Governor Kidnapped by Loyalists
Born in Ireland to a formerly wealthy family, raised by an uncle because of “relentless rancor” at home, Thomas Burke emigrated to Virginia by age 17. He became a doctor and felt he was good at it. But it didn’t pay well, so he shifted to the law instead, practicing in Norfolk.[a] He also wrote poetry! An early rebel, he published his opposition to the 1765 Stamp Act. In 1770 Burke married Mary Freeman, and two years later he bought a plantation north of Hillsborough, which he named “Tyaquin” after his family home. The move came, he wrote, to stop him from overworking, and because he felt the climate was healthier.[b] An unknown number of enslaved people worked the farm.
After serving in the provincial congresses that created the state government, Burke was elected to the Continental Congress in 1776. He had lost his left eye to smallpox (despite what his picture shows), but told good stories, “sang a good song,” and was able to write poetry on demand. When a new county was carved out of Rowan in the west the next year, the assembly named it for him. Burke observed the 1777 Battle of Brandywine (Penn.), and soon after left Philadelphia with the rest of the Continental Congress upon the approach of the British Army.[c] But he continued in the congress, with occasional trips home to care for the farm, until the chaotic year of 1781, when he was elected by the General Assembly to be the third governor of the state. He did what he could to reform the militia and the courts, initially from Halifax. Controversy arose when he vetoed assembly decisions, common now, but not allowed under the state constitution then. Just three days after Burke moved back to Hillsborough to help suppress Loyalist activity, he was kidnapped by Tory leader David Fanning. He was turned over to the British in Wilmington and then imprisoned in Charleston.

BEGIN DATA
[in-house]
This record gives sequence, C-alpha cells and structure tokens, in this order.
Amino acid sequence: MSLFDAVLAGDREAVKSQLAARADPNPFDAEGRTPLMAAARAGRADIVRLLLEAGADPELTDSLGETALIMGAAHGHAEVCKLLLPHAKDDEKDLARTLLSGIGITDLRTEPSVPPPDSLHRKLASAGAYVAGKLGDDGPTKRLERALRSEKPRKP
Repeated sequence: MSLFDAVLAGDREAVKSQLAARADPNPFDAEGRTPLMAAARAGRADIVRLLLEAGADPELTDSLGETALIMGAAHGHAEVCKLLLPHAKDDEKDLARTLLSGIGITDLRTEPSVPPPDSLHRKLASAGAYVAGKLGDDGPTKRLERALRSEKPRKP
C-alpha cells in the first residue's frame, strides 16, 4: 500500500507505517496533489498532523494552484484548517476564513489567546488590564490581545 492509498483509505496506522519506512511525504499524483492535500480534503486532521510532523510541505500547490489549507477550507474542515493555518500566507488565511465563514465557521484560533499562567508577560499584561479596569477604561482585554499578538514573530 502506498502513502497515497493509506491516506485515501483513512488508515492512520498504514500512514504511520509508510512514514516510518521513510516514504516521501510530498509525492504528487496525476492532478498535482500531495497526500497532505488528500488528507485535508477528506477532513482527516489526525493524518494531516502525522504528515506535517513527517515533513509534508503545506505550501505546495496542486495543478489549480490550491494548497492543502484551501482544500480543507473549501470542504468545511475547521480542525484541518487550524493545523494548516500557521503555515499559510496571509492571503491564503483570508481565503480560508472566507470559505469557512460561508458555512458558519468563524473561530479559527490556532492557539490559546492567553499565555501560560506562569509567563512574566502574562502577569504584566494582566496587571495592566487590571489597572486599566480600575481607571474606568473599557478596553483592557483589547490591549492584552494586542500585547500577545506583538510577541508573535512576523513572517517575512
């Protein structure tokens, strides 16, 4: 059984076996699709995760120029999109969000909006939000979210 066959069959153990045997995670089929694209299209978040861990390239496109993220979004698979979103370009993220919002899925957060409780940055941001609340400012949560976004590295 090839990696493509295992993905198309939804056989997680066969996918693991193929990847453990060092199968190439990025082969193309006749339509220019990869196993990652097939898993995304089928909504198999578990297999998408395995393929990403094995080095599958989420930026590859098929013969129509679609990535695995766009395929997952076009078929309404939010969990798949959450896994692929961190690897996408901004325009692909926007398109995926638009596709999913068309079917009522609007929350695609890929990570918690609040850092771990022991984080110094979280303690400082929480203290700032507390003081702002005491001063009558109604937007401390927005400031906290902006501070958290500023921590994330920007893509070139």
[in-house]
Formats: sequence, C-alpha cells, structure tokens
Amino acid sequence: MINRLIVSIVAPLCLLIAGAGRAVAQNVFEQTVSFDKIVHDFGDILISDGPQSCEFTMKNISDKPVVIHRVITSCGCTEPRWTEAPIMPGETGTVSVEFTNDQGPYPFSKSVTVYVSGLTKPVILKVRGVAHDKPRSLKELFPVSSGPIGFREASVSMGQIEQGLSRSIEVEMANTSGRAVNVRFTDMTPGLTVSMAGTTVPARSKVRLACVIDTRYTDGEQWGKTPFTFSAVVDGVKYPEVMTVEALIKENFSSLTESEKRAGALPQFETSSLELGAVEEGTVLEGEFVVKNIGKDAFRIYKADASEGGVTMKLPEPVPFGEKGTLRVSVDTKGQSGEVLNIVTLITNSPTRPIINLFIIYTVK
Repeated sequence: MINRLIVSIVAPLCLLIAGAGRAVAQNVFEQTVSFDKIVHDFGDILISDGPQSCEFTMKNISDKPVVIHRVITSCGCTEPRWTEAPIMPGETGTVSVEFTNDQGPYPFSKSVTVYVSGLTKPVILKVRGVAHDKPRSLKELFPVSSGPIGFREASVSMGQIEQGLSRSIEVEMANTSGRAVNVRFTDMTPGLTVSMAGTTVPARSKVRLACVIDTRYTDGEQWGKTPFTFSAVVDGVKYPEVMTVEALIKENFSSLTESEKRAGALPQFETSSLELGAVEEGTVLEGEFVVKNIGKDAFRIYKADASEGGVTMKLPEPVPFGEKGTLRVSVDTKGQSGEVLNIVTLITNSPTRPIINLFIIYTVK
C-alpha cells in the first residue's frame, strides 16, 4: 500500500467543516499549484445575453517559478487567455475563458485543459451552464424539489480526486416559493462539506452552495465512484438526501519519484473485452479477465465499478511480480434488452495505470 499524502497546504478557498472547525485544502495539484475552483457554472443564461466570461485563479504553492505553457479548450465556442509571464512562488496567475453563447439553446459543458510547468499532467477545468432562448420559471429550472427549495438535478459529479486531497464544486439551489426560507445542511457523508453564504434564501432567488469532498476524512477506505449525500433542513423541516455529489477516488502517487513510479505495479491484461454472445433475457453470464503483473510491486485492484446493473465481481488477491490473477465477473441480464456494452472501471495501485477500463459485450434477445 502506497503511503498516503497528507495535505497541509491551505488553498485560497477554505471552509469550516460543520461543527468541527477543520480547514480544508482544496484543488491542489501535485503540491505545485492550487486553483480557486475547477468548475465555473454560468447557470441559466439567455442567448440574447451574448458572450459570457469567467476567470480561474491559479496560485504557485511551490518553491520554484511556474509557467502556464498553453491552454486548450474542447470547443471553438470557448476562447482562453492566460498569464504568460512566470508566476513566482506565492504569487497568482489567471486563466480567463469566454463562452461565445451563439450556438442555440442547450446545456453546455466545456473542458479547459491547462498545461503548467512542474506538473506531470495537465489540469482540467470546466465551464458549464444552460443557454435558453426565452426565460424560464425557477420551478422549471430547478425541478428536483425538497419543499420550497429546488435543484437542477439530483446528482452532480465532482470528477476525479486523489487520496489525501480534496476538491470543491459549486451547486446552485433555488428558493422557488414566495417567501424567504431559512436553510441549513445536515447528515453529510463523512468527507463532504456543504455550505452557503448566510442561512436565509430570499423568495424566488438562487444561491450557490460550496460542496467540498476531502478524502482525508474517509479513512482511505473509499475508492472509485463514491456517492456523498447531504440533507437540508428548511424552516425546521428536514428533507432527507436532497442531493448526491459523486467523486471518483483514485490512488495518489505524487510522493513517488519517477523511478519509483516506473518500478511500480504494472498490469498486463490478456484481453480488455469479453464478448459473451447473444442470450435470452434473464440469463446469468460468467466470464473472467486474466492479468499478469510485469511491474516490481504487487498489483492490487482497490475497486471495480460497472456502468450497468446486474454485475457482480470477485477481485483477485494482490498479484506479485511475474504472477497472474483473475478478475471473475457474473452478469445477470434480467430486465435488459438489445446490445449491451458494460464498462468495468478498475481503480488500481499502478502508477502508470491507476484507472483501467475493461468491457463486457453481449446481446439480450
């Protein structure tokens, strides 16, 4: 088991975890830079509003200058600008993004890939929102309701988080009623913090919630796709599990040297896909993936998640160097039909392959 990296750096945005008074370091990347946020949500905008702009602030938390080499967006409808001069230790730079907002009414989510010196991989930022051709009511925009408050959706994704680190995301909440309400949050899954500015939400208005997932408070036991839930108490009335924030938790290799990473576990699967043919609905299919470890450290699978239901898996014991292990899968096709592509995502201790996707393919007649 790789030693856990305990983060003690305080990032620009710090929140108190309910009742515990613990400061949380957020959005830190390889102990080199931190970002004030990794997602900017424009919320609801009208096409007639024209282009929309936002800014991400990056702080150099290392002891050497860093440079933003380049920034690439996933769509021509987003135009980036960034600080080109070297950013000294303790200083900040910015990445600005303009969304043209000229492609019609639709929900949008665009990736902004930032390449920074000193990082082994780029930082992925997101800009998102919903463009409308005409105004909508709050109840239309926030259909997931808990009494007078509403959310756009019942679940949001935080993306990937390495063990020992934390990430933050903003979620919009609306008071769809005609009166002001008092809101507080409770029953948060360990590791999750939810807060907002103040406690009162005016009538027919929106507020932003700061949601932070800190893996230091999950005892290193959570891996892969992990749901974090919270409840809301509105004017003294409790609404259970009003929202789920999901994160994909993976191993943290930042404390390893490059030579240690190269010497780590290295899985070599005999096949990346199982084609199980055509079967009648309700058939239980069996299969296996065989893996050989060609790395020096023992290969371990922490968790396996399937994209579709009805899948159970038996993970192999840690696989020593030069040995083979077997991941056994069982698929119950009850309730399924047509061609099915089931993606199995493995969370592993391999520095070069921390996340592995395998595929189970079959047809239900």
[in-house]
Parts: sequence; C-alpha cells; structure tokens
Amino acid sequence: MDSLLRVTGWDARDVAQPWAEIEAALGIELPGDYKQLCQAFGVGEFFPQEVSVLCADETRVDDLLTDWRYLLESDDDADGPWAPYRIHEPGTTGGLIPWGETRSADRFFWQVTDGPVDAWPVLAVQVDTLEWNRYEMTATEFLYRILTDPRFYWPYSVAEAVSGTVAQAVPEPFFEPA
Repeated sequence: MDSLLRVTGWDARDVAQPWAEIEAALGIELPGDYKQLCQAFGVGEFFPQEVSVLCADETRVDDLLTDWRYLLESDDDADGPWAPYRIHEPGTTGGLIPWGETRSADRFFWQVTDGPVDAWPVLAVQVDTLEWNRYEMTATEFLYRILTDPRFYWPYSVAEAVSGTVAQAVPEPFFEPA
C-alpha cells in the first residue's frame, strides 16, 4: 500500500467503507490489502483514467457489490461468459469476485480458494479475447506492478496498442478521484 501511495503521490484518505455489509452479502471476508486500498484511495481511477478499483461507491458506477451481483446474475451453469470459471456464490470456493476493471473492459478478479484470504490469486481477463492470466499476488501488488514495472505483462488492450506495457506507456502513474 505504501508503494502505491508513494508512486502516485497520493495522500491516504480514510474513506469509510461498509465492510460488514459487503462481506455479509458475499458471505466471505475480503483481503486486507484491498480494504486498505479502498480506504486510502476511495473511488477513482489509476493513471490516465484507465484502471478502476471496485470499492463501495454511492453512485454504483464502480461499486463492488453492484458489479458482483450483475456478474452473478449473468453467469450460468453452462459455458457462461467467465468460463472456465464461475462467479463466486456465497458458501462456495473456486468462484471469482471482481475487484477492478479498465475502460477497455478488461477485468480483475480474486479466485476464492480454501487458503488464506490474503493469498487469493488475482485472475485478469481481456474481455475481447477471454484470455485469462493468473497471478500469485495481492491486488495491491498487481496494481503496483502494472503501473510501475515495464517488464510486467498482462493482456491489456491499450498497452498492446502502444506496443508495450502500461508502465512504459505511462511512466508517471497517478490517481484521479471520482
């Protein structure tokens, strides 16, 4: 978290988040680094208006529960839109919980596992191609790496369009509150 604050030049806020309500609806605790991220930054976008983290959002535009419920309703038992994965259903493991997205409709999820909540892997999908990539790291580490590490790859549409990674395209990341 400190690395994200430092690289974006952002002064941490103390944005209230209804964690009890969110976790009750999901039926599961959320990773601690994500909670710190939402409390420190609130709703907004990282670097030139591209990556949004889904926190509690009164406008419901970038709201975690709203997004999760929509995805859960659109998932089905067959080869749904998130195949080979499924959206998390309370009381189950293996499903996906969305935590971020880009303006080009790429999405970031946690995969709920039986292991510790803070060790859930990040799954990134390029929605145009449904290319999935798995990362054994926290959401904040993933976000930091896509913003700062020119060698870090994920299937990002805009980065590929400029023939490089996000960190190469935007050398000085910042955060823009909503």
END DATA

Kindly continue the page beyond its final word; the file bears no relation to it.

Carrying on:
Sources differ on what happened next. Burke repeatedly wrote letters to the commandant there that were ignored. He was told he continued to be held after the Redcoat surrender at Yorktown as a hostage to prevent executions of Loyalists like Fanning.[d] After a tough couple of months he somehow escaped, supposedly afraid for his life, and indeed someone was shot at his abandoned quarters the next day. Many modern sources say his peers condemned his escape as dishonorable, because he broke a parole giving him a degree of freedom on James Island… or perhaps because he was finding corruption in the public accounts. But a biographer found no negative discussions in the official assembly records, and says a court convened at Burke’s request cleared him to resume the governor’s role. He effectively resigned in April 1782, however, telling the assembly, “I do not now feel the necessity of sacrificing my time and industry, which are absolutely necessary to retrieve my private affairs from the ruin in which my being constantly employed in public” service had left them, including “debts and… private distresses.” In October, Maj. Gen. Nathanael Greene wrote him, pointing out challenges still facing the new country and urging, “Think not, therefore, of retiring soon.”[e] In the same letter Greene told Burke he was officially free, having been included in a general exchange of prisoners. By then Burke had returned to the law and running his plantation. He died at Tyaquin a year later, only around 39, after at least six months of illness. He remains buried on the property.
- Angeley, Wilson, ‘Burke, Thomas’, NCpedia, 2007 <https://www.ncpedia.org/burke-thomas-research-branch-nc-oah> [accessed 3 April 2020]
Dunaway, Stewart, Thomas Burke: Poet, Doctor, 3rd Governor of North Carolina (Collection of Orange County Historical Museum, Hillsborough, N.C.).
- Lewis, J. D., ‘Governor of the State of North Carolina – Thomas Burke’, Carolana, 2007 <https://www.carolana.com/NC/Governors/tburke.html> [accessed 3 April 2020]
McRee, Griffith John, Life and Correspondence of James Iredell: One of the Associate Justices of the Supreme Court of the United States (New York: Appleton, 1857), Vol. I
- Rankin, Hugh F., The North Carolina Continentals (Chapel Hill: The University of North Carolina Press, 1971)
 McCree 1857, quoting a 9/18/81 letter from James Iredell to his wife.
 Halifax: Rankin 1971.
[c] Contrary to some modern texts, Dunaway found no sources from the time showing that Burke fought at the battle.
[e] Biographer, quotes: Dunaway.